When the winter comes and it is colder, you will be producing more heat in your house to warm up. This heat, however, makes the Stink Bugs active again, and you will start seeing them already coming out randomly. Before you know it, more and more of them will invade your place. Bear in mind that the Stink Bugs are reproducing very fast, so it’s not a hard task for them to take over territories like your home.

The smelly toxin produced by your new “friends” actually attracts more to come. You have probably brought their eggs inside the house by accident (on your shoes), or they have targeted you randomly. Once they are in, they are not planning to go anywhere else, unless you take serious measures.

The smell they produce can last for four to eight months, and that is why they keep coming. Only once you got rid of the “older” Stink Bugs and prevented the “new generation” from stepping in, you may consider your house completely Stink Bug free. However, prepare yourself – it’s not going to be an easy fight.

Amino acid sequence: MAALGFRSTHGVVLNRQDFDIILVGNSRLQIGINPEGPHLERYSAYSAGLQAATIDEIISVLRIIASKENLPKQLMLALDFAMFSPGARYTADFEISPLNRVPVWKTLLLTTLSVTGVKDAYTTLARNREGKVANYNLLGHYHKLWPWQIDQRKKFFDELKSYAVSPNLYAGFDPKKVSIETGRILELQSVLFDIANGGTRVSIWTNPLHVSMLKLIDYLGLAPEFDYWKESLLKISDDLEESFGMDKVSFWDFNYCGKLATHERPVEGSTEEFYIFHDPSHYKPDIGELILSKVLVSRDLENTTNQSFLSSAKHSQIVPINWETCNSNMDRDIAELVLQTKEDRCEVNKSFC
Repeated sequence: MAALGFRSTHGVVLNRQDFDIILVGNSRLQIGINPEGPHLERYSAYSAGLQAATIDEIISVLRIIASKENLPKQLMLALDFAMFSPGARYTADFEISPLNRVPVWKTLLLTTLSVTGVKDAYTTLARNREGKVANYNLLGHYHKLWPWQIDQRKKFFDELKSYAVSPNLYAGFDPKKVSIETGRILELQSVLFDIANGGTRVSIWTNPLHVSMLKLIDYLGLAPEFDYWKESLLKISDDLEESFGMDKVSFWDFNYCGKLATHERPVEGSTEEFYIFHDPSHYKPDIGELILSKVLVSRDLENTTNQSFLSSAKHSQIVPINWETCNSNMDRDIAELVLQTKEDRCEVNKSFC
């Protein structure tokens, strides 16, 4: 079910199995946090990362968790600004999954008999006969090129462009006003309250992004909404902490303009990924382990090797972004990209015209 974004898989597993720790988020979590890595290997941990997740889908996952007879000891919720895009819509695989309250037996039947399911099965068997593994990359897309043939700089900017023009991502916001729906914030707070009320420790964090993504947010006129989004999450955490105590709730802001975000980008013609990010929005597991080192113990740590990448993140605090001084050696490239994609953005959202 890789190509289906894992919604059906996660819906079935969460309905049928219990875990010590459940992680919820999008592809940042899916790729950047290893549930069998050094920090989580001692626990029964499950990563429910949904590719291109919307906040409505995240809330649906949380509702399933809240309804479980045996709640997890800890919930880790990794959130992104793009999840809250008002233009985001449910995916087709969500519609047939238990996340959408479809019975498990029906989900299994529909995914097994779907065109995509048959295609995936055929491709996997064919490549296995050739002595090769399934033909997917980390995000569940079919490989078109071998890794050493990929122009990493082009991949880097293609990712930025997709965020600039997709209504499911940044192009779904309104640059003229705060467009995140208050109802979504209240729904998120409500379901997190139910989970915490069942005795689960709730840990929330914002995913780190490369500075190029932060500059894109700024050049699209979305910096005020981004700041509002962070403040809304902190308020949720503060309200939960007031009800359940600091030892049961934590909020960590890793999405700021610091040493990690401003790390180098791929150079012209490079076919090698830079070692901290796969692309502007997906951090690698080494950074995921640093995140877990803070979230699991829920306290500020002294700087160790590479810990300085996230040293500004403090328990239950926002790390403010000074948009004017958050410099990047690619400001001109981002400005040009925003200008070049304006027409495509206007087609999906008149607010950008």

Do Stink Bugs Stink?

Well, if you are browsing through this website you should already know the answer to the question “Do Stink Bugs Stink?”, but if you keep asking yourself, or you came straight on this topic of my website from a search engine, I will give you the answer: Yes! Stink Bugs do stink and this is where their name comes from.

Let’s dig a bit deeper into the Stink Bug smell and find the answers to: Where does the smell come from? Why they smell? What do they smell like?

Where does the Stink Bug odor come from?

“Shield Bugs” is another name for these true bugs, and the name comes from the shield body shape of the insects. It’s interesting, but whenever I look at them, they remind me of soldiers. As every true soldier they need their weapons. Mostly not predators, but rather digging for plants and fruits as their main “treasure”, the Stink Bugs need some sort of protection.

The odor of the bugs comes from a toxin releasing gland they have in their bodies. They are situated on their thorax between the first and the second pair of legs, and the toxin is in the form of a bad smelling liquid.

For those who truly love chemistry, I would reveal the secret – the smelly liquid contains aldehydes such as CH3–(CH2)2–CH=CH–CHO.